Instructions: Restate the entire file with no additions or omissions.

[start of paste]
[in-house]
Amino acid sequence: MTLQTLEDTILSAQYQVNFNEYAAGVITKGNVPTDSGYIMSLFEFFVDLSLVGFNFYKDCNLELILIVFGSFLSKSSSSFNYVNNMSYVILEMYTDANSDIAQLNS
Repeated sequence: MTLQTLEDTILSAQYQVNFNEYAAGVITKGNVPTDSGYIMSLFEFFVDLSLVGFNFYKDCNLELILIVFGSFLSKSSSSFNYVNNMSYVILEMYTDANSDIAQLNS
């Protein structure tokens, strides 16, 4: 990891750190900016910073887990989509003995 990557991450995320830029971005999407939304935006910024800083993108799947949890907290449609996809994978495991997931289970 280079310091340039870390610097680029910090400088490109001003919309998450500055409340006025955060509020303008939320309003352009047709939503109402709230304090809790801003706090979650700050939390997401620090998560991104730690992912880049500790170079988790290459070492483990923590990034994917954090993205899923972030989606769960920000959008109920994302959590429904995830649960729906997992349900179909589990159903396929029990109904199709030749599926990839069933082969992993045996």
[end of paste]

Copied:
[in-house]
Amino acid sequence: MTLQTLEDTILSAQYQVNFNEYAAGVITKGNVPTDSGYIMSLFEFFVDLSLVGFNFYKDCNLELILIVFGSFLSKSSSSFNYVNNMSYVILEMYTDANSDIAQLNS
Repeated sequence: MTLQTLEDTILSAQYQVNFNEYAAGVITKGNVPTDSGYIMSLFEFFVDLSLVGFNFYKDCNLELILIVFGSFLSKSSSSFNYVNNMSYVILEMYTDANSDIAQLNS
């Protein structure tokens, strides 16, 4: 990891750190900016910073887990989509003995 990557991450995320830029971005999407939304935006910024800083993108799947949890907290449609996809994978495991997931289970 280079310091340039870390610097680029910090400088490109001003919309998450500055409340006025955060509020303008939320309003352009047709939503109402709230304090809790801003706090979650700050939390997401620090998560991104730690992912880049500790170079988790290459070492483990923590990034994917954090993205899923972030989606769960920000959008109920994302959590429904995830649960729906997992349900179909589990159903396929029990109904199709030749599926990839069933082969992993045996």